Parasite just might be the best foreign language film I’ve ever seen. Before I start, massive SPOILER ALERT! Seriously, this is the kind of movie you need to know as little about as possible before going in. I just feel it’s impossible for me to properly review Parasite without getting into detail. So if you still haven’t seen the movie, you’ve been warned. Although it’s always been a topic of discussion, the general public has always had a short attention span when it comes to foreign films.
It’s never been a problem for me, but there’s no denying it takes a certain level of concentration. Parasite had me invested from the start. Even more when I realized the title was a metaphor. Made with an all South Korean cast, master director Bong Joon-Ho delivers a timeless story about social class. One that never feels heavy handed, because the line between good and bad is a bit blurred…
Parasite follows two vastly different families. The poor Kim family that lives in a sub basement and the rich Park family that lives in a lavish mansion. The Kim’s are made up of forward thinking father Ki-taek, strong willed mother Chung-sook, dreamer young adult son Ki-woo, and scheming young adult daughter Ki-Jung. While the Park’s are made up of lackadaisical father Dong-ik, simple minded mother Yeon-gyo, boy crazy teenage daughter Da-hye, and energetic kid son Da-song. They couldn’t be more different, but their paths cross when opportunity comes knocking at the Kim’s door. Ki-woo’s university friend Min-hyuk gifts the family with a good luck rock and offers Ki-woo a position as a tutor for the rich family. Using the name Kevin, Ki-woo passes himself off as a highly recommended tutor for Da-hye.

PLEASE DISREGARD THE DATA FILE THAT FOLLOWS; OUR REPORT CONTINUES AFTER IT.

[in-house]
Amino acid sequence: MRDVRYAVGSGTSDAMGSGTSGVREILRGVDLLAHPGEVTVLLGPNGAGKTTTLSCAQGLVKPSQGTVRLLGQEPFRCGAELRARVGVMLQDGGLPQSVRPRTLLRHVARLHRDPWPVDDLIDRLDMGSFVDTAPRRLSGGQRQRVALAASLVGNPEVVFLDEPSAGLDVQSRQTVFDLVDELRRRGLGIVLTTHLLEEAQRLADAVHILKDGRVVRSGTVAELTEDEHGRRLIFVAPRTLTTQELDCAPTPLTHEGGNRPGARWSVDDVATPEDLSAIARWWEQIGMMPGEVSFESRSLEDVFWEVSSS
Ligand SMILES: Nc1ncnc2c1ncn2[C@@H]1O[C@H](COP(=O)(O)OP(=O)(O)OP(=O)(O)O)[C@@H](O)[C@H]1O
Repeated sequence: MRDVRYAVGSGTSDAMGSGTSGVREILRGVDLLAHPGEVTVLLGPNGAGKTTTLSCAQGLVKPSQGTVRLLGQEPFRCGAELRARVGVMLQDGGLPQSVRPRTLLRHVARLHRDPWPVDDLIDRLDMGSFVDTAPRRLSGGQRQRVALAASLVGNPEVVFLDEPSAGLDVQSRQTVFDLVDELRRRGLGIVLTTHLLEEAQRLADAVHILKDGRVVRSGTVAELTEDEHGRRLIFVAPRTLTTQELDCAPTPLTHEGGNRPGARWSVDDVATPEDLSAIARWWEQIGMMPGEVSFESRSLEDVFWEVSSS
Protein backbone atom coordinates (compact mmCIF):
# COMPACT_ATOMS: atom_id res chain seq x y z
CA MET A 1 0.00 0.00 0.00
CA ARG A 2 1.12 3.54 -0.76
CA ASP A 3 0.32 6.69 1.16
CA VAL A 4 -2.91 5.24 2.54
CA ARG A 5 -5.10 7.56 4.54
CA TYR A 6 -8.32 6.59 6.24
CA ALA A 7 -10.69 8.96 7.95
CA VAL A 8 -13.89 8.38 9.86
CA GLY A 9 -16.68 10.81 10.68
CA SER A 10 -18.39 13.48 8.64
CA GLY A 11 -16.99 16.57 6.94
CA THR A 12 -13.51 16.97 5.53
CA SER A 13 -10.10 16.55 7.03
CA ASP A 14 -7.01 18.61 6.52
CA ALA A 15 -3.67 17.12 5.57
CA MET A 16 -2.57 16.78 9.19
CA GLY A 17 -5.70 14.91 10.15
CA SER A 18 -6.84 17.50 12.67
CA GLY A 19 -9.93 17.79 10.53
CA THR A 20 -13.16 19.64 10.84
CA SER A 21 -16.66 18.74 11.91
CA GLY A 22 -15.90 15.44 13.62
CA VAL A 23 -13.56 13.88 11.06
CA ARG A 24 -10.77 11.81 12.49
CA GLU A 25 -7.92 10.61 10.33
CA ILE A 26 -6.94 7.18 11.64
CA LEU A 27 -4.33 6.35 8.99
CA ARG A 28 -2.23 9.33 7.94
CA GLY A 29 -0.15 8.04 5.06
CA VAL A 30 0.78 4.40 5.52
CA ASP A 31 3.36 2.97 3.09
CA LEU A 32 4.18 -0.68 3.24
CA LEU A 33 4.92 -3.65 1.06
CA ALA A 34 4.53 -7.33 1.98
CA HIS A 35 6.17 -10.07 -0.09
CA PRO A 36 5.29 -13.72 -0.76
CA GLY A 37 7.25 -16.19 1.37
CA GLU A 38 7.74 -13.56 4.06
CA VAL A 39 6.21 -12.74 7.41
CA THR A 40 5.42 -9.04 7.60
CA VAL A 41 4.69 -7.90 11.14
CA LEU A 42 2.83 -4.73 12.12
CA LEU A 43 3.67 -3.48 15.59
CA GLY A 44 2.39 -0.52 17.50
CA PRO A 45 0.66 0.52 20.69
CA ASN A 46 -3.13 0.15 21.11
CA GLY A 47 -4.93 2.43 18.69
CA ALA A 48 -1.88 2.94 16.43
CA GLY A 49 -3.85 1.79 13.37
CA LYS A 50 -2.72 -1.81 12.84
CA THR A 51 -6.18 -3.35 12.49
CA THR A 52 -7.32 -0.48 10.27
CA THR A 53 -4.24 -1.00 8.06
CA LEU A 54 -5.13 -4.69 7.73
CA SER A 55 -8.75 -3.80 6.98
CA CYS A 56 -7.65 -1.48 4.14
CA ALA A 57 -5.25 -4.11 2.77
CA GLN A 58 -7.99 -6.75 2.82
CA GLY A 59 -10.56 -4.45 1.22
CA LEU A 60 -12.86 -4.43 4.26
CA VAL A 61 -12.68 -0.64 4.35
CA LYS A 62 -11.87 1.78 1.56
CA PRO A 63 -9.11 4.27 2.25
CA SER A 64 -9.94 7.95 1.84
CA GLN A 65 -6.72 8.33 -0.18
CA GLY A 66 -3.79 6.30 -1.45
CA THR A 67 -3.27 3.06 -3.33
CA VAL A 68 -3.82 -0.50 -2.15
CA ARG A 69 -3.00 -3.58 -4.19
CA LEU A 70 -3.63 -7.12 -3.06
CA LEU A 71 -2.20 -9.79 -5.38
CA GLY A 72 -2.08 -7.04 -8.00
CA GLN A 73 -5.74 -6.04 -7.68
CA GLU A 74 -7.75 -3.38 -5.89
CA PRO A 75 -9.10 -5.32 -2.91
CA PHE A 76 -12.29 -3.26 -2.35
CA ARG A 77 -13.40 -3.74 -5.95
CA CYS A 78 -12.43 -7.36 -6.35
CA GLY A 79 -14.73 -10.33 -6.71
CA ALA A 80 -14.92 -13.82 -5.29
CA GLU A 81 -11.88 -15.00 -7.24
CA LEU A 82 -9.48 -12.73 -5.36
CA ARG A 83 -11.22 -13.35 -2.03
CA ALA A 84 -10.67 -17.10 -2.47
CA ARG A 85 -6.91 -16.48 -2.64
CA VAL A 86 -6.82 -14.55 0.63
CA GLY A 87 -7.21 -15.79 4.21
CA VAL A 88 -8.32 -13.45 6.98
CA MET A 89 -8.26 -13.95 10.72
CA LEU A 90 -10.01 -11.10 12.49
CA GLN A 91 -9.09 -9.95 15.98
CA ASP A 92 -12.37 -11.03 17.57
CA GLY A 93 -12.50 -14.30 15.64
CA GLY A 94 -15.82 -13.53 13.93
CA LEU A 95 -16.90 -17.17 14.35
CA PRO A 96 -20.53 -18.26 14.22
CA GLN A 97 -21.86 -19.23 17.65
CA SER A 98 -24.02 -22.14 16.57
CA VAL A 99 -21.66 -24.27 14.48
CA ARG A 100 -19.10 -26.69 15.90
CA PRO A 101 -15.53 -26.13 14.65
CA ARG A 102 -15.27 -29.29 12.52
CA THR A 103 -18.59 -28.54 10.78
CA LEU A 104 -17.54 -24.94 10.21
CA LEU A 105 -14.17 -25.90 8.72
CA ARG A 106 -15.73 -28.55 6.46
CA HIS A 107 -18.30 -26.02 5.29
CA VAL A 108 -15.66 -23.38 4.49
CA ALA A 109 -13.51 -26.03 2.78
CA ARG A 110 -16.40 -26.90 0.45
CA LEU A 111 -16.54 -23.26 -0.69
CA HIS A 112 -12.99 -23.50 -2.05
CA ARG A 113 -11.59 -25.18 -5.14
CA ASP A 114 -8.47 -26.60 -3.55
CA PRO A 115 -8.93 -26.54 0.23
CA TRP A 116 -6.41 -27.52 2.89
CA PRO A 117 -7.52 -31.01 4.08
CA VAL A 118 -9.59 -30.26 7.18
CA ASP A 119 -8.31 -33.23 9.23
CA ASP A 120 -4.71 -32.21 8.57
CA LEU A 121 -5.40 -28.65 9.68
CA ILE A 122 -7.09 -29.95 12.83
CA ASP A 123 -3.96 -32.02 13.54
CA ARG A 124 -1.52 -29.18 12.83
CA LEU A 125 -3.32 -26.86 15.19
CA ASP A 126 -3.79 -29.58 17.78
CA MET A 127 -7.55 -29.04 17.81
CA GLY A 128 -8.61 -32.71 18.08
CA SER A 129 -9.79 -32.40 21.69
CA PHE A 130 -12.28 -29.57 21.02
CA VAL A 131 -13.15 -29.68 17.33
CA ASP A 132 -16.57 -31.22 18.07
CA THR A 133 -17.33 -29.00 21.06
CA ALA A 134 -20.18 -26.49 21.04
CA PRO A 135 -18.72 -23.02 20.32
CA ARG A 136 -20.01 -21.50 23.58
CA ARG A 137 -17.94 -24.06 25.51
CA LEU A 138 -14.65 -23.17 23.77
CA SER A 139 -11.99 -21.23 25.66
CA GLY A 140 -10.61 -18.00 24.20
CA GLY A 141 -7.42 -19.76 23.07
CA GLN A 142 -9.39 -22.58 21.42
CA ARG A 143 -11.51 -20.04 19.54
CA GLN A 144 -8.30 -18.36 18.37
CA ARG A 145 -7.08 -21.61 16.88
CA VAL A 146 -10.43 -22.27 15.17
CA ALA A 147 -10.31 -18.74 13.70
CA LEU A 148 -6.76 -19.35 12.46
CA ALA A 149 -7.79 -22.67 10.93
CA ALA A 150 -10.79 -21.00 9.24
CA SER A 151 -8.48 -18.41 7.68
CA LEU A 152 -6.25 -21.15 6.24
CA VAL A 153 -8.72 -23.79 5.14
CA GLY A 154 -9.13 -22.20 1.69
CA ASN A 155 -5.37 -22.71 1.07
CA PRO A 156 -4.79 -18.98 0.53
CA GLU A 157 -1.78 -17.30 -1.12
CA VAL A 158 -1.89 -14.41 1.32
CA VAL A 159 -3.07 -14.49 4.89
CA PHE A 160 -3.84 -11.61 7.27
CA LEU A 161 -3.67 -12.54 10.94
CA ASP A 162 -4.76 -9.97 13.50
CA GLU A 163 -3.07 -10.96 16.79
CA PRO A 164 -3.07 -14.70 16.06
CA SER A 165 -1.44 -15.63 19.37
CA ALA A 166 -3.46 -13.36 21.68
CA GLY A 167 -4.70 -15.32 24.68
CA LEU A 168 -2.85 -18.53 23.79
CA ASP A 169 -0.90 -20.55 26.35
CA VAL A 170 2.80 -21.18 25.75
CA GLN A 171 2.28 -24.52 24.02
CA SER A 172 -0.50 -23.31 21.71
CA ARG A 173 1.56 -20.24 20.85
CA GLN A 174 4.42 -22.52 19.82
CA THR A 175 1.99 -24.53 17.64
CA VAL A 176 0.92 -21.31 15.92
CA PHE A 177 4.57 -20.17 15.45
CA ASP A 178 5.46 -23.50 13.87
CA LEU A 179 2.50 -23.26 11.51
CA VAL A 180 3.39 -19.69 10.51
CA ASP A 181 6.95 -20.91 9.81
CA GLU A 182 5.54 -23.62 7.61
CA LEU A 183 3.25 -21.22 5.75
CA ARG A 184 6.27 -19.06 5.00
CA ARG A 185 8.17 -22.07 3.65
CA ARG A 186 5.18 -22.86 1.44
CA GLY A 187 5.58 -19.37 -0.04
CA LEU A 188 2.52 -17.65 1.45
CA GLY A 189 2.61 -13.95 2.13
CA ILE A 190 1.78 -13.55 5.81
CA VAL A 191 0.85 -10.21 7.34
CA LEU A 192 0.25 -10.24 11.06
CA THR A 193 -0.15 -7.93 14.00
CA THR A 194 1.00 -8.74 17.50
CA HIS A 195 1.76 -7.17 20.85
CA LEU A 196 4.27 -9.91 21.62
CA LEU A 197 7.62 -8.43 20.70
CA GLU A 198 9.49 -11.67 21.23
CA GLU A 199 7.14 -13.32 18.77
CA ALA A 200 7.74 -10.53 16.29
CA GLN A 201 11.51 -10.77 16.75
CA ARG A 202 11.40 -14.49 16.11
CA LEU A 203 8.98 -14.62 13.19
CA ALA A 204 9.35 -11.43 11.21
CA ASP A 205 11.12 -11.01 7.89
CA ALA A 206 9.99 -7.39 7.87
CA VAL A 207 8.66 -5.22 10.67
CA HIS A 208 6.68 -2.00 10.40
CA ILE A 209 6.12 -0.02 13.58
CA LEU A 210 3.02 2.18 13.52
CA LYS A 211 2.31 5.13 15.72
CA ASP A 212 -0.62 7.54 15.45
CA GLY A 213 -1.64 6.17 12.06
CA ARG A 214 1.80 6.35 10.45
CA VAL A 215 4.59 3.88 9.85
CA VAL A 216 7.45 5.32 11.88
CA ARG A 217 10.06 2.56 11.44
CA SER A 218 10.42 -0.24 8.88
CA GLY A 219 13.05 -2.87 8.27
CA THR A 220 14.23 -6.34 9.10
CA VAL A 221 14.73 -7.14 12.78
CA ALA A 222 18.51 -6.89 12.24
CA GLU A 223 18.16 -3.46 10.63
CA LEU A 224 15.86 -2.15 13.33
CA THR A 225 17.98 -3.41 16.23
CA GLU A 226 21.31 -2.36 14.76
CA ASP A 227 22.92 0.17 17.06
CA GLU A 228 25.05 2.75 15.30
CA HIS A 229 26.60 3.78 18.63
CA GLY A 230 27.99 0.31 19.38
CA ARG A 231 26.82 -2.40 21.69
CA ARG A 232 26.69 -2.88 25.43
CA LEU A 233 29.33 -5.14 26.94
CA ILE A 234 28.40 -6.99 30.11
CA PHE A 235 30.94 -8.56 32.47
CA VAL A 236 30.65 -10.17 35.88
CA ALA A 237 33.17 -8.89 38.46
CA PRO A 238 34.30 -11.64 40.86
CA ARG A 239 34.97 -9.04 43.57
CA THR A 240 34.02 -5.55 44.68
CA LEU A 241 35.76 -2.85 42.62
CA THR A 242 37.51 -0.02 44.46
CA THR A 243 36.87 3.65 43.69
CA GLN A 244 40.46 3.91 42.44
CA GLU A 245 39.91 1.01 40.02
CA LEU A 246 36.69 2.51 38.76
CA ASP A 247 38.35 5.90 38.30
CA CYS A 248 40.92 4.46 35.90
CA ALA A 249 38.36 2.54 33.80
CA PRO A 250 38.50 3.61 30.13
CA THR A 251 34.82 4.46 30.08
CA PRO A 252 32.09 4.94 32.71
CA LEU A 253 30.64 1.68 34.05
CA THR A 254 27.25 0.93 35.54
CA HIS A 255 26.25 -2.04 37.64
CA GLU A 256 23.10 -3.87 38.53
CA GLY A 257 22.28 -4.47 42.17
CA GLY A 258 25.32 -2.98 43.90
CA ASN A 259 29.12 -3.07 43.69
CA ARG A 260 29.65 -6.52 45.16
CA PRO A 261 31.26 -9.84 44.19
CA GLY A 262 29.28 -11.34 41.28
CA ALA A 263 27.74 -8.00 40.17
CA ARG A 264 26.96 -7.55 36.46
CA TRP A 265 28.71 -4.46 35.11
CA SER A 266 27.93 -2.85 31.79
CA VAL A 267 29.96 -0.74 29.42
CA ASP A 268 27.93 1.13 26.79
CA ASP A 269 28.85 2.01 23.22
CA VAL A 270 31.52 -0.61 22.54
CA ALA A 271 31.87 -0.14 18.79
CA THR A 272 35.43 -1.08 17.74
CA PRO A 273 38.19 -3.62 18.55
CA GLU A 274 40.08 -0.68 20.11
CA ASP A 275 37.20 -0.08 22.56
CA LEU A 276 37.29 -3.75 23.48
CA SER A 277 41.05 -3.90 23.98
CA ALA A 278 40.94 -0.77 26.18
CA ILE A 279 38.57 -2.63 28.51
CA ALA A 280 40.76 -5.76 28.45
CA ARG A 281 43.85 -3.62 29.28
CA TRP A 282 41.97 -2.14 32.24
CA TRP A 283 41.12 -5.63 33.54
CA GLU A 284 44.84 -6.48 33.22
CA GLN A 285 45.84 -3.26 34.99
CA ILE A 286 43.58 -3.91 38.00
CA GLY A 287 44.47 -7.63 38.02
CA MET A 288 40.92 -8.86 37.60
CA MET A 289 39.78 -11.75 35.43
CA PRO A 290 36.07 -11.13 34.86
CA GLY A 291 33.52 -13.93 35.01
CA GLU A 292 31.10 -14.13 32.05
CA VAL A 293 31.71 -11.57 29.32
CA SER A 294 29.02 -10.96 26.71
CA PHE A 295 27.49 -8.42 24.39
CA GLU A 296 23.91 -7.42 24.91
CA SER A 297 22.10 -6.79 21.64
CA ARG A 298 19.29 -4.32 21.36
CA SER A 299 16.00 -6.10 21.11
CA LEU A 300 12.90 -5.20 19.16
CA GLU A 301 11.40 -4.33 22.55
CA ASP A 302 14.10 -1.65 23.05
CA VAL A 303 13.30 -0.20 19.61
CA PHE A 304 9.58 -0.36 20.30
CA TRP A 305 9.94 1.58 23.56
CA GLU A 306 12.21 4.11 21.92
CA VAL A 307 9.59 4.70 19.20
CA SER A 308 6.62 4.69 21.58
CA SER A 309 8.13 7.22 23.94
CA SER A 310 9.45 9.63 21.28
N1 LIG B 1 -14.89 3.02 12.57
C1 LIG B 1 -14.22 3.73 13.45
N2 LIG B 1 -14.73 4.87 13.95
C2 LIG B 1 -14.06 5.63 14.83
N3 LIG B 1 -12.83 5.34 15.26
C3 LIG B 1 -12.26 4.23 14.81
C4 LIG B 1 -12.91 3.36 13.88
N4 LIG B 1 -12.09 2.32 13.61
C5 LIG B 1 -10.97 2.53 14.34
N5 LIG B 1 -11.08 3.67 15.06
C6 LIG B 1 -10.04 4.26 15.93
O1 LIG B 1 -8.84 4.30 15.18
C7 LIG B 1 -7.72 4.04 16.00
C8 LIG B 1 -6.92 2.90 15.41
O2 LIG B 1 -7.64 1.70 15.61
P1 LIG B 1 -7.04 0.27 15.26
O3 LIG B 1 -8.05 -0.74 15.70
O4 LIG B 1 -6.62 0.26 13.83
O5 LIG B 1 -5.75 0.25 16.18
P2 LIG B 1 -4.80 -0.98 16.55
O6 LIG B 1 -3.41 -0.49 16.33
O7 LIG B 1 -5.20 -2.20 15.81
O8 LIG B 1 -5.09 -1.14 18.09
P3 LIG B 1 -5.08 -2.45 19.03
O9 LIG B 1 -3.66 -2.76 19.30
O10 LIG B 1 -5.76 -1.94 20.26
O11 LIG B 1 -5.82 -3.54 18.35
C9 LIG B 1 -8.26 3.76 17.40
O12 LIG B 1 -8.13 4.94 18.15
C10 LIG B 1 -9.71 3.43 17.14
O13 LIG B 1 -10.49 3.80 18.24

It’s not long before the entire Kim family cons there way into the Park’s lives. Ki-jung passes herself off as Jessica, an art therapist for Da-song. The previous driver is removed in favor of Ki-taek and longtime housekeeper Moon-gwang’s peach allergy is exploited in order for Chung-sook to complete the circle. So Parasite is actually referring to how the organism attaches itself to a host and gets worse the longer it stays. I was skeptical at first about Parasite being labeled a comedy, but it has plenty of subtle humor that never feels out of place. Just like the dramatic tonal shift that now presents us with thriller themes akin to Alfred Hitchcock. They happen the second the previous housekeeper comes knocking at the door late at night. I never could have predicted the twist that her husband Geun-sae has been living underground the entire time. Yet all the clues were there from the start.
Parasite is like a work of art with great attention to detail. Even at its darkest moments. By the end, you could almost mistake Parasite for a horror movie. Until it finally settles into a sad commentary about the real world. The subtitles aren’t enough to hide moments and themes that keep you talking long after you’ve seen them. The most stand out moment being Ki-Jung’s Jessica jingle. There’s also Ki-woo and Ki-Jung so desperate for wi-fi that they’ll hover over their toilet. There’s the edge of your seat montage where the final con is orchestrated. The truth exposed, followed by the Kim’s attempting to hide from the Park’s (now I want Ram-Don).
Then there’s the tragedy of the Kim house being flooded. Finally, it’s the climax that ends with two unexpected deaths. The biggest question is whether or not rich people can be nice. Parasite became the first non-English film to win Best Picture. While easy going director Bong Joon-ho won a record 4 Oscars. Including Best Director, Original Screenplay, and International Film. Although I’m not familiar with their other work, the cast was brilliant as well. It was all the encouragement I needed to finally see what all the fuss was about. Needless to say, I wasn’t disappointed. I’d say there should never be an American remake, but a TV series is already in the works. Until then, everyone should experience the original Korean masterpiece that is Parasite.